An old adage goes “the apple doesn’t fall far from the tree” and the same goes for soils formed by weathering of bedrock. If you are a regular reader of Soils Matter, you will recall that soil is formed thought a process called CLORPT. (If not, read here!) Bedrock is one of the materials that can be the “Parent” material. And, when bedrock goes through the CLORPT process, it can become some unusual – and beautiful –soils!
Bedrock is the solid rock underlying soils and human structures. It becomes soil through hundreds to hundreds of thousands of years of being exposed to the elements, rain, snow, roots, and microorganisms. Although you might expect thousands of years would leave soil completely unrecognizable from its parent material, it still resembles its original bedrock in many ways.
A soil’s physical appearance and its chemistry still largely mirrors the rocks it came from. For most soils, they inherit a wealth of inorganic nutrients from their parent rocks. This includes elements like potassium, calcium, magnesium, and iron. They also inherit their earthy colors of browns and reds from the weathering of their primary minerals, particularly iron.
Most soils are able to support plants and healthy ecosystems. They can provide structure for roots and retain water and minerals to feed the plants. But not all bedrocks give rise to these types of soils. There are “boutique bedrocks” found across the world that would challenge your idea of what a soil looks like and what it can do.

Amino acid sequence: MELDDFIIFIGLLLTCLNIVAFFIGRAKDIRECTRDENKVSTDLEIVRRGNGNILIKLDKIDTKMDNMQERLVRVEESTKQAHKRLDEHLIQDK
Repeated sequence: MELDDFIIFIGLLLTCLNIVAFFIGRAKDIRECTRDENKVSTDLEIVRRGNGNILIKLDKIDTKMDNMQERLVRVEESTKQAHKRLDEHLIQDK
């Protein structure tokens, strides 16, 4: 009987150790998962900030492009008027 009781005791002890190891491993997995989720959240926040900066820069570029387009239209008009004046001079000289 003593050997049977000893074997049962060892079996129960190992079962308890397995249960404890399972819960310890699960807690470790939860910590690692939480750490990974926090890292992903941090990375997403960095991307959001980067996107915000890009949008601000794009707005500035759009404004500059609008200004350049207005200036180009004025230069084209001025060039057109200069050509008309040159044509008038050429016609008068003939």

A great example of a boutique bedrock and its effect on soil is serpentinite and serpentine soils. Serpentinite is an ultramafic rock. This means its mineral content is low in calcium and potassium, but high in of magnesium and iron. Serpentinite is quite rare. It is formed by minerals being exposed to high temperatures and pressures in the presence of water. These types of geologic processes generally only happen near volcanoes and subduction zones.
Because serpentinite has very little calcium and potassium relative to other bedrocks, like granite, trees struggle to grow in serpentine soils. Calcium is needed for healthy root and shoot growth. So most serpentine soils are mostly home to tough grasses and stunted trees. Otherwise, they lie barren.
Another aspect of a boutique soil is inheriting an interesting physical trait. During my research, I stumbled upon a blue soil color I did not expect! It was not in the Munsell color system that soil scientists use. This is part of the color identification system first created by artist Alfred Munsell. The Natural Resource Conservation Service, NRCS, started to use the Munsell system to identify soil color over 55 years ago.1
In the area where I was digging, I found a light blue layer of the soil. It had formed from the weathering of phyllite-limestone metamorphic rock (the Parent material). Soil scientists call the various layers found in soil “horizons.” This horizon is designated as Cr because it still strongly resembles the bedrock, but was soft and could be dug using a shovel. There were many plant roots and earthworm burrows working to turn the rock into soil. The brown A and B horizons above the light blue Cr horizons are not related. The A and B horizons had been developed from material left behind by glaciers. As the light blue Cr horizon ages and is exposed to oxygen (rust) it will turn a more earthy brown.
Answered by Justin Richardson, University of Massachusetts-Amherst